What is “Total THC” and Does It Matter?
I’m frequently asked whether or not a certain hemp strain is “compliant” (ie, lawful). Typically, this occurs when a client sends me a certificate of analysis (COA) showing values for the concentration levels of various cannabinoids, including tetrahydrocannabinol (THC), in the hemp strain at issue. The client always wants to know if the THC levels are ok.
According to the Agricultural Improvement Act of 2018 (2018 Farm Bill) lawful hemp is distinguished from unlawful marijuana by virtue of its delta-9 (∆9) THC concentrations. Hemp is defined as cannabis sativa L with ∆9 THC concentrations that do not exceed three tenths of one percent (0.3%) on a dry weight basis. For this reason, when I receive a client’s COA I immediately look at the ∆9 THC values. If they do not exceed 0.3%, then I tell my client the hemp is compliant. It usually takes five or ten seconds. That’s when my client says, “Are you sure?”
I should note that my clients understand how to read a COA, and they always know when the ∆9 THC concentrations in their COA exceed 0.3%. In fact, I have never been asked whether a hemp strain is compliant in circumstances where the ∆9 THC exceeded 0.3%. So, what gives? Why do so many of my clients call me to ask about whether their hemp is compliant when they know that its ∆9 THC levels do not exceed 0.3%? And why do they say, “Are you sure?” when I say that their hemp is lawful? The answer has to do with tetrahydrocannabinolic acid (THCA) and what has become known as the “Total THC” argument.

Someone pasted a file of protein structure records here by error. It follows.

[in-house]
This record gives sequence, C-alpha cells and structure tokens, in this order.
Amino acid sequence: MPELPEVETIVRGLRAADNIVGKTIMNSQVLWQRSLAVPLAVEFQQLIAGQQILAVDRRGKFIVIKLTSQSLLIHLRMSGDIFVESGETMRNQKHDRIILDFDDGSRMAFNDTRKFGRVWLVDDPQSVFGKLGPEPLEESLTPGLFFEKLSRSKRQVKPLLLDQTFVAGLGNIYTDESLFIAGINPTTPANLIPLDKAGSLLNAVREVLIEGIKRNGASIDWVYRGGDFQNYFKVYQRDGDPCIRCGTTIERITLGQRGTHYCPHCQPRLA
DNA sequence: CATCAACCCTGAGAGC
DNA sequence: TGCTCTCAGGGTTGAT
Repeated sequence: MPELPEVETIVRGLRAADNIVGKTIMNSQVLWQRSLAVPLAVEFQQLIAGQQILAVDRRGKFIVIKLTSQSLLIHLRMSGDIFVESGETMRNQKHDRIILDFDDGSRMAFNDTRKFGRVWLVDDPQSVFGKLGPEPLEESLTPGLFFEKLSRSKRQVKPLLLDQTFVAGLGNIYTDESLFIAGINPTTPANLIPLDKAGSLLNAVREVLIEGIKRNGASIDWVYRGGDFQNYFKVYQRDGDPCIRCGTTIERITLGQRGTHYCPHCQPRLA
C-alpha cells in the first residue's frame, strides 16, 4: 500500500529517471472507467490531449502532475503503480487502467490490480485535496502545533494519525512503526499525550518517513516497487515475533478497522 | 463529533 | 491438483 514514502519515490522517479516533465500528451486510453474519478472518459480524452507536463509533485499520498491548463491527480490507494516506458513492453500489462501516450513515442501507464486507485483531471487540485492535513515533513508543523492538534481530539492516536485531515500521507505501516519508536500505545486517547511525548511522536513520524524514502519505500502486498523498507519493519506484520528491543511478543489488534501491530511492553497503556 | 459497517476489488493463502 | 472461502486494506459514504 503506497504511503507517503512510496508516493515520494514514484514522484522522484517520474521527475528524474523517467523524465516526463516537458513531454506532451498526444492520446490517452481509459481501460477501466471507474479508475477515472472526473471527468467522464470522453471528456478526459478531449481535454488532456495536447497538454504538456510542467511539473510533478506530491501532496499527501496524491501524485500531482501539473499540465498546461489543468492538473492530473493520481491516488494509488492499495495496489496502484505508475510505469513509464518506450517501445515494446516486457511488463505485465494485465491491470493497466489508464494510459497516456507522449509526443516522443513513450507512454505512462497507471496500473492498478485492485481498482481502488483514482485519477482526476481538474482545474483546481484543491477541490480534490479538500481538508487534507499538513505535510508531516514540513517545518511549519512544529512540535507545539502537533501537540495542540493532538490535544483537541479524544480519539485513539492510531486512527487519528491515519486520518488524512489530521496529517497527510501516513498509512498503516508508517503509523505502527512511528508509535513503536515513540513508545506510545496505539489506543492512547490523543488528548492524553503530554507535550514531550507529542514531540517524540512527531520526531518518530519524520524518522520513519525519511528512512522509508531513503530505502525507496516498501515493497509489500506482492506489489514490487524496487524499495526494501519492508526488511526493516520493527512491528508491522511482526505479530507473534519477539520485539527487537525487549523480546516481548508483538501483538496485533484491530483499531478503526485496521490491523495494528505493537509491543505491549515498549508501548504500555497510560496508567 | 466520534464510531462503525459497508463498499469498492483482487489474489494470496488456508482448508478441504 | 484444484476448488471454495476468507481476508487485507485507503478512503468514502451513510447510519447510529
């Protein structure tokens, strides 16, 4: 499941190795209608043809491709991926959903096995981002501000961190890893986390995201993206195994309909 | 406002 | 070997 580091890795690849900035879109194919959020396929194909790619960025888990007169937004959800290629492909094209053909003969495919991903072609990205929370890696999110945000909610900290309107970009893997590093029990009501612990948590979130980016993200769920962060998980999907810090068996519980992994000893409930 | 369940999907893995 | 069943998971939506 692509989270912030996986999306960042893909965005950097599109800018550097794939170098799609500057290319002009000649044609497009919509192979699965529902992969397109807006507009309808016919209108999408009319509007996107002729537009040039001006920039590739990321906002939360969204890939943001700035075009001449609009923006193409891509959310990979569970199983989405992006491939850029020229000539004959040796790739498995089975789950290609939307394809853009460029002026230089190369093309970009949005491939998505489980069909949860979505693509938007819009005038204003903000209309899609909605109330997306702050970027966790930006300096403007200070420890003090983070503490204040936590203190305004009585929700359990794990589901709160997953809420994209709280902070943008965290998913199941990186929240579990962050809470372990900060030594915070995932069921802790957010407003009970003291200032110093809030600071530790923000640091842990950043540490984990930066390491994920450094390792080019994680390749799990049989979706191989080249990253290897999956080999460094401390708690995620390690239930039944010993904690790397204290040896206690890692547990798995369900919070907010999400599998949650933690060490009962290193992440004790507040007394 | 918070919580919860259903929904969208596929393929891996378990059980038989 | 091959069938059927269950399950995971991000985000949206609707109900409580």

In this article I will describe what is meant by “Total THC”, discuss why it has become an issue, lay out the arguments that support it, and conclude by arguing that the concept of “Total THC” is misplaced and not supported by the plain language of the 2018 Farm Bill. As a postlude I will explain why adopting the Total THC position is bad public policy, regardless of its legality.
There are various forms of THC. The two most common are ∆9 THC and THCA. (The “A” stands for “acid”.) ∆9 THC is the “neutral” form of THC. As most people know, it is the cannabinoid known for its psychoactive effects: it gets you high. ∆9 THC is commonly referred to simply as “THC”. (Although it’s a bit more cumbersome, I will use the full term “∆9 THC” in this article for clarity.)
THCA is a non-psychoactive cannabinoid commonly found in cannabis plants, including both marijuana and hemp. It is the acidic form of THC. According to the 2018 Farm Bill, neither its presence nor its concentration in a particular hemp plant is relevant to a determination of the plant’s legal status. Although this should be the end of the issue, it is actually the beginning. But, before delving into the arguments used to support the total THC position, it is important to understand some basic issues regarding decarboxylation and cannabis testing.